The IMF and World Bank should reform their constitutional rules and decision-making procedures and practices if they are to achieve the standard of good governance they themselves have defined for borrowing members. This is the finding of a report commissioned for the G24 Southern governments. The report also points to the need to:
- redraw quotas;
- reform voting systems;
- ensure that operational decisions are made in an open and recorded way (ie, not by Board consensus); and
- ensure that clear and impartial rules govern the use of special majorities.
The study endorses the G24‘s concern that the predominance of white Americans and Europeans in the BWI staff leads the institutions to adopt a narrow, predominately anglo-saxon approach rather than a genuinely “universal” approach. It advocates “the full involvement of the membership in the definition of problems (and solutions) that the institutions need to address.” Developing countries need to focus and deploy research and lobbying resources more carefully to make a strong case for policies they favour.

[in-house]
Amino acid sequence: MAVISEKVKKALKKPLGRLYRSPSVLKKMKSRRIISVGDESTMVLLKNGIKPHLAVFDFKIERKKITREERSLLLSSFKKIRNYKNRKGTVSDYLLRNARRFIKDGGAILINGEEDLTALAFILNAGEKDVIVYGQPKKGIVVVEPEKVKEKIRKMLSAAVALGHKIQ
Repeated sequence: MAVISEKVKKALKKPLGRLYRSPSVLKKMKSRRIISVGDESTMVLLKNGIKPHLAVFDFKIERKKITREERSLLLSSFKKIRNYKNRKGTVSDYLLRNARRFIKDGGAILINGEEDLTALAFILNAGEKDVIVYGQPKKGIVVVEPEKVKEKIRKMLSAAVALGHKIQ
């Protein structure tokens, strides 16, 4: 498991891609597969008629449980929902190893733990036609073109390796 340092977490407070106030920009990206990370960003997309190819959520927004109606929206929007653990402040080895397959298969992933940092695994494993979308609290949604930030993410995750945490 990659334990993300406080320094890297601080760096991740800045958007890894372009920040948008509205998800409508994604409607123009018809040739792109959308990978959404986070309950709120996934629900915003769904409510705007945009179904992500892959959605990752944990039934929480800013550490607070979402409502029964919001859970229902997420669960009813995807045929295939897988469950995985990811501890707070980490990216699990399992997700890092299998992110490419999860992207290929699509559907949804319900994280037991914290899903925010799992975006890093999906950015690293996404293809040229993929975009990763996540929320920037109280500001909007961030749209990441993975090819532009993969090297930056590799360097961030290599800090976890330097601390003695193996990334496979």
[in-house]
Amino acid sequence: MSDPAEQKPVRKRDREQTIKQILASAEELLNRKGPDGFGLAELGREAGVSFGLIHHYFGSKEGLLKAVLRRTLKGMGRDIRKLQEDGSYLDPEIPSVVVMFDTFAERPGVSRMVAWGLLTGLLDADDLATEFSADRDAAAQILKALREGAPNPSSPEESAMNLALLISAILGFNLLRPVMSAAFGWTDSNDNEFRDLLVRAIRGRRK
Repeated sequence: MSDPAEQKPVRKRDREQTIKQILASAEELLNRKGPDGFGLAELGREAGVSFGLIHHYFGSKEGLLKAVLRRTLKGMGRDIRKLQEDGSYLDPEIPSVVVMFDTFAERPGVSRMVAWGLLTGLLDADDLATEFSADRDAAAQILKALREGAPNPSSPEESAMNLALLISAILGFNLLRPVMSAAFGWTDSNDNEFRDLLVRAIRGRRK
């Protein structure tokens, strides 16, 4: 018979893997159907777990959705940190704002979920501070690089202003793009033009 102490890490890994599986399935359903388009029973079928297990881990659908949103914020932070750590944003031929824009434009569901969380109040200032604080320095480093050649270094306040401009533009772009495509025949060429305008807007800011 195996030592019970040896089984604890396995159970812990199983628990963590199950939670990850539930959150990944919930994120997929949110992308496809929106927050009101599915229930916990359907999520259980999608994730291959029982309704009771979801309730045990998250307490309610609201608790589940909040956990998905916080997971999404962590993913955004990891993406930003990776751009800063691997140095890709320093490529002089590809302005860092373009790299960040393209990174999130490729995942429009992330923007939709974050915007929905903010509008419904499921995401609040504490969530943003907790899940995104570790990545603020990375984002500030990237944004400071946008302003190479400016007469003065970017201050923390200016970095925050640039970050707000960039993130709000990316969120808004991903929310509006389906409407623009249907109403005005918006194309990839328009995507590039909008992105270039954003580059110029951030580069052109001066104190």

* Ngaire Woods, 1997, Governance in International Organizations: the Case for Reform in the Bretton Woods Institutions, prepared for the G24 Technical Group. Available from Bretton Woods Project.